Purely addictive track. It’s a real festival, the sound is very strong and goes very low. According to our McIntosh VU meter we are beyond a Watt, impossible to stay put and not want to move to the music. This album is definitely of a technical gem. Despite a relatively important compression, the music is always explosive, yet under control. The bass on Get Lucky is simply amazing.
A royal speaker
The Klipsch RF-7 MKII offers an outstanding sound clarity throughout the whole sound spectrum, even at low volume. Despite what its size may suggest, its sound signature is incredibly soft. Maria Callas, Chet Baker, London Grammar, Led Zeppelin, Beyoncé… this speaker can play any type of music with a great amount of serenity, while respecting the balance of each track with no additional sound colouring. The bass is stupendous and it will surprise the listener without stressing him/her out. No jump scare either with this speaker as the infra-bass level and high-bass level are always well balanced. It goes without saying that you will get a very powerful result if you were to turn up the level. This speaker still properly conveys every aspect of the sound regardless of the level. The mediums are sumptuous (probably the strongest feature on this speaker) and improved by the use of the acoustic horn, which results in an incredible delivery of voices. Despite its relatively important size, the tweeter goes up high with no harshness or projection.
The Klipsch RF-7 MK2 can express itself with absolutely no difficulty in a 30m2 room, but also have the required qualities to expand in larger rooms. A completely polyvalent speaker enjoying a well deserved reputation.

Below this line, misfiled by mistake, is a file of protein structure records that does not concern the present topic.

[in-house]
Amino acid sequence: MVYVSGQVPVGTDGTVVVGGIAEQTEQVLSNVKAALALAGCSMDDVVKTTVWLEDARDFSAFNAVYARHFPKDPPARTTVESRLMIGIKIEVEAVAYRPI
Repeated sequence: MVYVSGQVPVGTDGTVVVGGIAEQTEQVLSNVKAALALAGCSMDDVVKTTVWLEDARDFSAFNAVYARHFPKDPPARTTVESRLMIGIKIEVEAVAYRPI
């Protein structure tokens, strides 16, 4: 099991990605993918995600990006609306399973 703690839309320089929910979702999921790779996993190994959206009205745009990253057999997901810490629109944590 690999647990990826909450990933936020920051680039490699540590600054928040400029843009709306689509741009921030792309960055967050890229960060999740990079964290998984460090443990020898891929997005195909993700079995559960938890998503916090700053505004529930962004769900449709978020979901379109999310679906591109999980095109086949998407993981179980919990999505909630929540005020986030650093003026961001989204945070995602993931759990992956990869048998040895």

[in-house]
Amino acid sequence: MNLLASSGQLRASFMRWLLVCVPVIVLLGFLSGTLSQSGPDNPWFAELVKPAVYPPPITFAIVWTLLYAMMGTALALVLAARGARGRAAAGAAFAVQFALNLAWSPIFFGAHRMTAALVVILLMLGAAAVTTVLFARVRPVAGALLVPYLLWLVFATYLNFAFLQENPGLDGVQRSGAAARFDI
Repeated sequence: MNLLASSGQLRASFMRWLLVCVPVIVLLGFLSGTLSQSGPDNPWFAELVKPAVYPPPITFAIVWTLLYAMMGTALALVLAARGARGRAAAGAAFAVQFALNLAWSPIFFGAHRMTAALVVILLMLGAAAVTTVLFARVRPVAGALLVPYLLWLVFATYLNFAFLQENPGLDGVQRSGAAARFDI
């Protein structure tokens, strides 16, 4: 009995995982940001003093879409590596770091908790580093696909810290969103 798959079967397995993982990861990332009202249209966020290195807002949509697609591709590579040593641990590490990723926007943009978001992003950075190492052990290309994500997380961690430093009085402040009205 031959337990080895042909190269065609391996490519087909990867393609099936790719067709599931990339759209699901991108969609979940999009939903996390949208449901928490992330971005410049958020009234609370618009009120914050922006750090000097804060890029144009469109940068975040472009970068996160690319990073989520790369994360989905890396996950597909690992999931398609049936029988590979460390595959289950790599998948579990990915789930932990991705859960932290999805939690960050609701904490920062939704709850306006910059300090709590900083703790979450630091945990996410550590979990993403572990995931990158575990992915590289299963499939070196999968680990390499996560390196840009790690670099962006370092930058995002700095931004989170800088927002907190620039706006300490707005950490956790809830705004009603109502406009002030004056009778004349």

One word about the amplifier one should use with these speakers: although its sensitivity makes it possible to use low-power amplifiers, it is better to use an amplifier with a large power supply. For home cinema purposes, the best is to look into the SC-LX series from Pioneer,Denon AVR-X5200W, Cambridge Azur 751R V2 or Parasound electronics. The same process is applicable for hi-fi use: look for class-A/B or class-A amplifiers, with an important power supply in order to fully enjoy what these speakers have to offer. Our advice would be to consider top-of-the-range models from Marantz, Denon, Atoll, Musical Fidelity, Onkyo, Magnat or Hegel and obviously McIntosh.
In a home cinema configuration, the Klipsch RF-7 MKII speakers can be used along with the centre and surround speakers from the Reference series, just like the Klipsch RF-7 MKII System and Klipsch RF-751 MKII System speaker packs.